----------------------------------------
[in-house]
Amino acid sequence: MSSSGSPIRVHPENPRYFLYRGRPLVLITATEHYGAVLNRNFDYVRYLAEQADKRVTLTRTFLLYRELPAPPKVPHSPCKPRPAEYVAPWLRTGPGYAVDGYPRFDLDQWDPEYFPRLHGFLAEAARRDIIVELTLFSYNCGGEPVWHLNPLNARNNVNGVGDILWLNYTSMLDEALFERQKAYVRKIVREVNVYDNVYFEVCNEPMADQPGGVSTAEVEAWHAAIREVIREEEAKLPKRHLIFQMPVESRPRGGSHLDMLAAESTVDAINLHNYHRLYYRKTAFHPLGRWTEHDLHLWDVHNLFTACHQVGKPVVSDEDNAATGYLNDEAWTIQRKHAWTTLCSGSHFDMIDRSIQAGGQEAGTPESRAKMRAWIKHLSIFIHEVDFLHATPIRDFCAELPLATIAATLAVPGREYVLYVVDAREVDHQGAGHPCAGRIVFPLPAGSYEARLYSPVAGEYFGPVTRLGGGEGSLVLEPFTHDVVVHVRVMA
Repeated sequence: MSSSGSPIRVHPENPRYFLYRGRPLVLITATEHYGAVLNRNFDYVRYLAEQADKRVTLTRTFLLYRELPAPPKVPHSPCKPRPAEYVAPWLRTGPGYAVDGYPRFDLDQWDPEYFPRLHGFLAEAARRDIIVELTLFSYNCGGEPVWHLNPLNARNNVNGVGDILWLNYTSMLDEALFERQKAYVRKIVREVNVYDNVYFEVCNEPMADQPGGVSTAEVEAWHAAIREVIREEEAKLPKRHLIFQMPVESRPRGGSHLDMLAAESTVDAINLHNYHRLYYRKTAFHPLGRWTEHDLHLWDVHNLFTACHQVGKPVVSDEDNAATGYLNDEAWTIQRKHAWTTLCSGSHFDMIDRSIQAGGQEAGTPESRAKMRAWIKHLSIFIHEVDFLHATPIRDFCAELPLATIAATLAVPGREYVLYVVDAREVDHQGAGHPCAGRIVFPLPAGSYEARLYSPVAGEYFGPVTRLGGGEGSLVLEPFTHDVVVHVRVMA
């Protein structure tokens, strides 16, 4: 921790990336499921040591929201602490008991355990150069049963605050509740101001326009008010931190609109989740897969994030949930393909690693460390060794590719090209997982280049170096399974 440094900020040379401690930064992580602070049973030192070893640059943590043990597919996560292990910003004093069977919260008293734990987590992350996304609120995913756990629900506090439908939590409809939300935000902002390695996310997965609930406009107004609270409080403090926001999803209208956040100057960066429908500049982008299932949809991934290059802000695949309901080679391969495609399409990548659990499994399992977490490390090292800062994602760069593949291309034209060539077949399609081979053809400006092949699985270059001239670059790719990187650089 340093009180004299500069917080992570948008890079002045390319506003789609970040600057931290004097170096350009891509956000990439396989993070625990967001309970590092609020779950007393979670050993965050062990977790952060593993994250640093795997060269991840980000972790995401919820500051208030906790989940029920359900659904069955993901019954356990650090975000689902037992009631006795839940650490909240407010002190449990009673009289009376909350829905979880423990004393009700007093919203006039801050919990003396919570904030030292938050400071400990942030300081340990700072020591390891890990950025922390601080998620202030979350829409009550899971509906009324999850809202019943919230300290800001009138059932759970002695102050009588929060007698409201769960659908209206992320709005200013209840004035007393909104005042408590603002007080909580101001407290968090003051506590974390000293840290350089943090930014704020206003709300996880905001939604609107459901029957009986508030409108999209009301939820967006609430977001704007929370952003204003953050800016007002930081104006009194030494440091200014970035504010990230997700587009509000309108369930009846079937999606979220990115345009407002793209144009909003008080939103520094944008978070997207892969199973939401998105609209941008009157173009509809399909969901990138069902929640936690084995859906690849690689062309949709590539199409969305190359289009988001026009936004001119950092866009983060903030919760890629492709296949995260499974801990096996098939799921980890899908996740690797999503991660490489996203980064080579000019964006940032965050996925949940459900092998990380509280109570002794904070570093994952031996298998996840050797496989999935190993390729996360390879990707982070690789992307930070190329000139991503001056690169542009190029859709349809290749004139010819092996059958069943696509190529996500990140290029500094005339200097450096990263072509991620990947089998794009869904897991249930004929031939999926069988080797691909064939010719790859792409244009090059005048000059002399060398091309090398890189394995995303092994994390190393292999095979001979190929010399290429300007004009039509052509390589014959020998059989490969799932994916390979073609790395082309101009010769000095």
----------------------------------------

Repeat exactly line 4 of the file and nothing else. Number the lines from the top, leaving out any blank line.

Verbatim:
């Protein structure tokens, strides 16, 4: 921790990336499921040591929201602490008991355990150069049963605050509740101001326009008010931190609109989740897969994030949930393909690693460390060794590719090209997982280049170096399974 440094900020040379401690930064992580602070049973030192070893640059943590043990597919996560292990910003004093069977919260008293734990987590992350996304609120995913756990629900506090439908939590409809939300935000902002390695996310997965609930406009107004609270409080403090926001999803209208956040100057960066429908500049982008299932949809991934290059802000695949309901080679391969495609399409990548659990499994399992977490490390090292800062994602760069593949291309034209060539077949399609081979053809400006092949699985270059001239670059790719990187650089 340093009180004299500069917080992570948008890079002045390319506003789609970040600057931290004097170096350009891509956000990439396989993070625990967001309970590092609020779950007393979670050993965050062990977790952060593993994250640093795997060269991840980000972790995401919820500051208030906790989940029920359900659904069955993901019954356990650090975000689902037992009631006795839940650490909240407010002190449990009673009289009376909350829905979880423990004393009700007093919203006039801050919990003396919570904030030292938050400071400990942030300081340990700072020591390891890990950025922390601080998620202030979350829409009550899971509906009324999850809202019943919230300290800001009138059932759970002695102050009588929060007698409201769960659908209206992320709005200013209840004035007393909104005042408590603002007080909580101001407290968090003051506590974390000293840290350089943090930014704020206003709300996880905001939604609107459901029957009986508030409108999209009301939820967006609430977001704007929370952003204003953050800016007002930081104006009194030494440091200014970035504010990230997700587009509000309108369930009846079937999606979220990115345009407002793209144009909003008080939103520094944008978070997207892969199973939401998105609209941008009157173009509809399909969901990138069902929640936690084995859906690849690689062309949709590539199409969305190359289009988001026009936004001119950092866009983060903030919760890629492709296949995260499974801990096996098939799921980890899908996740690797999503991660490489996203980064080579000019964006940032965050996925949940459900092998990380509280109570002794904070570093994952031996298998996840050797496989999935190993390729996360390879990707982070690789992307930070190329000139991503001056690169542009190029859709349809290749004139010819092996059958069943696509190529996500990140290029500094005339200097450096990263072509991620990947089998794009869904897991249930004929031939999926069988080797691909064939010719790859792409244009090059005048000059002399060398091309090398890189394995995303092994994390190393292999095979001979190929010399290429300007004009039509052509390589014959020998059989490969799932994916390979073609790395082309101009010769000095």